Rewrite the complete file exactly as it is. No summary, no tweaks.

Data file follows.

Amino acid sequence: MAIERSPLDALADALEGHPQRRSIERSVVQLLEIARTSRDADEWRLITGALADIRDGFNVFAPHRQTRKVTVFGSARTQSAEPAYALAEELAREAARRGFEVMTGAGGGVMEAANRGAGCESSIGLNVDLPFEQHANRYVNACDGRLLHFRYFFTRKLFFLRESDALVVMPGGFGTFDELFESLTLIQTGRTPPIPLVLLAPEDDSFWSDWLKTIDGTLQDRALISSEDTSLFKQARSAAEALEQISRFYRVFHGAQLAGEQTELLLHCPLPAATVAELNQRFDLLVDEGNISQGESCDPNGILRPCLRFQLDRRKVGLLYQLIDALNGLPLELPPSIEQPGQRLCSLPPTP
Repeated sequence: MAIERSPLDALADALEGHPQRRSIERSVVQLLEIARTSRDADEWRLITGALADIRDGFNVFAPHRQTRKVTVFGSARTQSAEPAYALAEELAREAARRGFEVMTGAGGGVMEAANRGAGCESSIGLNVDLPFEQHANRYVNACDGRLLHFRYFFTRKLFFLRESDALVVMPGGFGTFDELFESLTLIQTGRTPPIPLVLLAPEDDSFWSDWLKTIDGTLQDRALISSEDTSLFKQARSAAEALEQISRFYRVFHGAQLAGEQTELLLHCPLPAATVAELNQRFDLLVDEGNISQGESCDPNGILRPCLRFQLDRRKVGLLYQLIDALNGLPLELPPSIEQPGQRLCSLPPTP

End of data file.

Amino acid sequence: MAIERSPLDALADALEGHPQRRSIERSVVQLLEIARTSRDADEWRLITGALADIRDGFNVFAPHRQTRKVTVFGSARTQSAEPAYALAEELAREAARRGFEVMTGAGGGVMEAANRGAGCESSIGLNVDLPFEQHANRYVNACDGRLLHFRYFFTRKLFFLRESDALVVMPGGFGTFDELFESLTLIQTGRTPPIPLVLLAPEDDSFWSDWLKTIDGTLQDRALISSEDTSLFKQARSAAEALEQISRFYRVFHGAQLAGEQTELLLHCPLPAATVAELNQRFDLLVDEGNISQGESCDPNGILRPCLRFQLDRRKVGLLYQLIDALNGLPLELPPSIEQPGQRLCSLPPTP
Repeated sequence: MAIERSPLDALADALEGHPQRRSIERSVVQLLEIARTSRDADEWRLITGALADIRDGFNVFAPHRQTRKVTVFGSARTQSAEPAYALAEELAREAARRGFEVMTGAGGGVMEAANRGAGCESSIGLNVDLPFEQHANRYVNACDGRLLHFRYFFTRKLFFLRESDALVVMPGGFGTFDELFESLTLIQTGRTPPIPLVLLAPEDDSFWSDWLKTIDGTLQDRALISSEDTSLFKQARSAAEALEQISRFYRVFHGAQLAGEQTELLLHCPLPAATVAELNQRFDLLVDEGNISQGESCDPNGILRPCLRFQLDRRKVGLLYQLIDALNGLPLELPPSIEQPGQRLCSLPPTP